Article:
The Virginia Trucking Association is providing safe driving tips for those who will be traveling this weekend during the 4th of July holiday.
AAA expects nearly 1.33 million Virginians to travel this Independence Day holiday, a 37 percent increase from last year when just 968,000 traveled for the holiday. Overall, state travel numbers are returning to pre-pandemic levels with just 1 percent fewer Virginians expected to travel this year compared to Independence Day in 2019, which set a record.
The VTA is committed to spreading the message of safety. They recommend planning and coordinating travel plans ahead of time, as well as following the below safety tips.
This safe driving guidance applies to all motorists, and is crucial when operating small passenger vehicles near large tractor-trailers:
- Buckle Up: Independence Day is a time of high congestion on the highways and wearing your safety belt saves lives. Remember to buckle up at all times.
- Slow Down: The chances of a crash nearly triple when driving faster than surrounding traffic. The spring and summer are periods when work zones are busiest in this country. It is important to reduce speeds when traveling through those areas over the holiday.
- Do not drive impaired: We have a lot of freedoms to celebrate during Independence Day, but impaired driving is not one of those freedoms and jeopardizes the freedoms of others. Consider the safety of yourself and others by planning ahead for your holiday.
- Be aware of truck blind spots: When sharing the road with large trucks, be aware of where their blind spots are. If you can’t see the truck driver in his or her mirrors, then the truck driver can’t see you.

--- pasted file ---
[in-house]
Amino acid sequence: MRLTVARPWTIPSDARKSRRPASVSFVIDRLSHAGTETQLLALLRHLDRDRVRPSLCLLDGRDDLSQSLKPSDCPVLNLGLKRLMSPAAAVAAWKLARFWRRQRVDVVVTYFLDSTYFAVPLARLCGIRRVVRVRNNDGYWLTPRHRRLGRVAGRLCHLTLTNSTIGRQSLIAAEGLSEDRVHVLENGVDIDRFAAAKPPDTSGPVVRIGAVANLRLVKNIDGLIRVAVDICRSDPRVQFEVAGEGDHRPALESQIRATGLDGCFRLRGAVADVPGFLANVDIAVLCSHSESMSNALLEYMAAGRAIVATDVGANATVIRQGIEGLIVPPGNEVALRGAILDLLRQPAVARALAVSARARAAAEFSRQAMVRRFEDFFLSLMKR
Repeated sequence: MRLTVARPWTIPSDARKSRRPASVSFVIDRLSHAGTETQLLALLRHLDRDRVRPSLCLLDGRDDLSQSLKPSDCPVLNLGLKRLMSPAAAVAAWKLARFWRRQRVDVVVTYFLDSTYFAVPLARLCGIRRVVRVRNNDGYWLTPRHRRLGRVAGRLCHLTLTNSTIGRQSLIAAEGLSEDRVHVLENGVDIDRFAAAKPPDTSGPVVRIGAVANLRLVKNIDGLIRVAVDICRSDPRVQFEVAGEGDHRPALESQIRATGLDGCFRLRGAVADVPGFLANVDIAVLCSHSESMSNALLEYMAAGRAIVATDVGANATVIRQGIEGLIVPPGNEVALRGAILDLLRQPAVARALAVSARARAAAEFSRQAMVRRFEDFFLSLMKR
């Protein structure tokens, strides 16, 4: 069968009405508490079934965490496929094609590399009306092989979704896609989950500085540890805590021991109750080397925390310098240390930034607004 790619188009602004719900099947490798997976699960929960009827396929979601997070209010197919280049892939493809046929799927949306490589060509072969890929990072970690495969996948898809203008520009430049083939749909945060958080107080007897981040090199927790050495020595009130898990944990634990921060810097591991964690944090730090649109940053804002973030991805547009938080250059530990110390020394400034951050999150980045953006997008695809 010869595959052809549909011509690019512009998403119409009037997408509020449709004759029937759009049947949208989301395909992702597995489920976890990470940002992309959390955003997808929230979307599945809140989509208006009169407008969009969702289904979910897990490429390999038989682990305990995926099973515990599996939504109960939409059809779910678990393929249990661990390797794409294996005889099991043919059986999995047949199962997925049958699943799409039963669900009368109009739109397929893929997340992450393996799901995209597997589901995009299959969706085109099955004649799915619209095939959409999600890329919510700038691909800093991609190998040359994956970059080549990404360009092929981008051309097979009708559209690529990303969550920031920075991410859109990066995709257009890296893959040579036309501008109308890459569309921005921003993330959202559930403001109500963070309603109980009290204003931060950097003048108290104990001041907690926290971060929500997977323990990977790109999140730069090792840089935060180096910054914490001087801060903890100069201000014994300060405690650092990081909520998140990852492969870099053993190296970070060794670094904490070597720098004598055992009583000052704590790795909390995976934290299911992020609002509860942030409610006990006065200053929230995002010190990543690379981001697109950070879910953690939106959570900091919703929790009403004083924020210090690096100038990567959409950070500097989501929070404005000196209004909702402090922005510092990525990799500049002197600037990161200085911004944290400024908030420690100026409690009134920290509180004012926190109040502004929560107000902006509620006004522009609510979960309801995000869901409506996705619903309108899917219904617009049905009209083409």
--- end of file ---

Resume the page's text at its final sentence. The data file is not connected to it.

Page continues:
- Keep your eyes on the road: Distracted driving is a major cause of traffic accidents. Even just two seconds of distraction time doubles the chances of an accident. Use your cell phone only when stopped and never text while driving.
- Do not cut in front of large trucks: Remember trucks are heavier and a fully loaded truck traveling at highway speeds needs about the length of two football fields to come to a complete stop, so avoid cutting quickly in front of them.
- Prepare your vehicle for long distance travel: Check your wipers, fluids, and tire pressure. Have your radiator and cooling system serviced. Simple maintenance before you leave your home can prevent many of the problems that strand motorists on the side of the road.
- Leave early and avoid risks: Leave early so you won’t be anxious about arriving late. Many major cities can expect delays three times worse than normal. Road conditions may change due to weather or traffic congestion.
- Be aware of the vehicle in front of you: Leave extra room between you and the vehicle ahead in case of sudden stops.
- Watch for children in neighborhoods who could be playing on or near residential streets.